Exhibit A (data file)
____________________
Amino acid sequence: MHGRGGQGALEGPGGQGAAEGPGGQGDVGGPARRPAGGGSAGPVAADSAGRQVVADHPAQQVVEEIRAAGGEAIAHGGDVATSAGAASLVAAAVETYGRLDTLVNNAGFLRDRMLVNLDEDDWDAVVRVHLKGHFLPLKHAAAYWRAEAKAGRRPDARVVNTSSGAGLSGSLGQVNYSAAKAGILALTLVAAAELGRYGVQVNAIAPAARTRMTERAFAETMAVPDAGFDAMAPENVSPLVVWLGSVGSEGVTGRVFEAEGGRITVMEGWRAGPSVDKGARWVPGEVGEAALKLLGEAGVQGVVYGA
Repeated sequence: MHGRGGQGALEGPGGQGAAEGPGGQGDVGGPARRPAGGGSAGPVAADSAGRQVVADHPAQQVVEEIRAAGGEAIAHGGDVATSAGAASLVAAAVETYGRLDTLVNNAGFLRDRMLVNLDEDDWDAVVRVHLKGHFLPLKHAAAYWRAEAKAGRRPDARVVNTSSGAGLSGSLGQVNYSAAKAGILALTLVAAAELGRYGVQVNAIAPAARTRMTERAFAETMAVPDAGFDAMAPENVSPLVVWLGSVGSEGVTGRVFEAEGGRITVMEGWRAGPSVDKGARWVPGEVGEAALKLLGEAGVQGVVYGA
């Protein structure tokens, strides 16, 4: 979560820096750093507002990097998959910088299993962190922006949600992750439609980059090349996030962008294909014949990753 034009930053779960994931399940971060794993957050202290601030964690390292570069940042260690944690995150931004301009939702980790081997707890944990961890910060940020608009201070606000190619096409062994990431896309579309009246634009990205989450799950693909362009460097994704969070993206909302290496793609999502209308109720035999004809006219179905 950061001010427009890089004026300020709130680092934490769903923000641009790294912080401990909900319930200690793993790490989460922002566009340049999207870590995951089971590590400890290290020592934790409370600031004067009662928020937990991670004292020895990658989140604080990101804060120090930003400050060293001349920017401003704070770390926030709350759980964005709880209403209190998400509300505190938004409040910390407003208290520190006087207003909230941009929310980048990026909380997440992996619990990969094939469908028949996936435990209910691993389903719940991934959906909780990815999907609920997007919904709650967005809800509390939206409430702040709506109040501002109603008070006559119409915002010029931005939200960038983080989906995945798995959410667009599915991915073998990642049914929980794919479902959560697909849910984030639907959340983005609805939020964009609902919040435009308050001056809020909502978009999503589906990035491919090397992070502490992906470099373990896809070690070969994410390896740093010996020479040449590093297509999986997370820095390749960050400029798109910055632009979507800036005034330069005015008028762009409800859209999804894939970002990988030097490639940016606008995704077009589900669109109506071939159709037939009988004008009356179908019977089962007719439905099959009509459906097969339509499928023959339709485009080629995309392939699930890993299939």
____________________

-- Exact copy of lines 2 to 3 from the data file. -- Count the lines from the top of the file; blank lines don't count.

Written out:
Repeated sequence: MHGRGGQGALEGPGGQGAAEGPGGQGDVGGPARRPAGGGSAGPVAADSAGRQVVADHPAQQVVEEIRAAGGEAIAHGGDVATSAGAASLVAAAVETYGRLDTLVNNAGFLRDRMLVNLDEDDWDAVVRVHLKGHFLPLKHAAAYWRAEAKAGRRPDARVVNTSSGAGLSGSLGQVNYSAAKAGILALTLVAAAELGRYGVQVNAIAPAARTRMTERAFAETMAVPDAGFDAMAPENVSPLVVWLGSVGSEGVTGRVFEAEGGRITVMEGWRAGPSVDKGARWVPGEVGEAALKLLGEAGVQGVVYGA
């Protein structure tokens, strides 16, 4: 979560820096750093507002990097998959910088299993962190922006949600992750439609980059090349996030962008294909014949990753 034009930053779960994931399940971060794993957050202290601030964690390292570069940042260690944690995150931004301009939702980790081997707890944990961890910060940020608009201070606000190619096409062994990431896309579309009246634009990205989450799950693909362009460097994704969070993206909302290496793609999502209308109720035999004809006219179905 950061001010427009890089004026300020709130680092934490769903923000641009790294912080401990909900319930200690793993790490989460922002566009340049999207870590995951089971590590400890290290020592934790409370600031004067009662928020937990991670004292020895990658989140604080990101804060120090930003400050060293001349920017401003704070770390926030709350759980964005709880209403209190998400509300505190938004409040910390407003208290520190006087207003909230941009929310980048990026909380997440992996619990990969094939469908028949996936435990209910691993389903719940991934959906909780990815999907609920997007919904709650967005809800509390939206409430702040709506109040501002109603008070006559119409915002010029931005939200960038983080989906995945798995959410667009599915991915073998990642049914929980794919479902959560697909849910984030639907959340983005609805939020964009609902919040435009308050001056809020909502978009999503589906990035491919090397992070502490992906470099373990896809070690070969994410390896740093010996020479040449590093297509999986997370820095390749960050400029798109910055632009979507800036005034330069005015008028762009409800859209999804894939970002990988030097490639940016606008995704077009589900669109109506071939159709037939009988004008009356179908019977089962007719439905099959009509459906097969339509499928023959339709485009080629995309392939699930890993299939």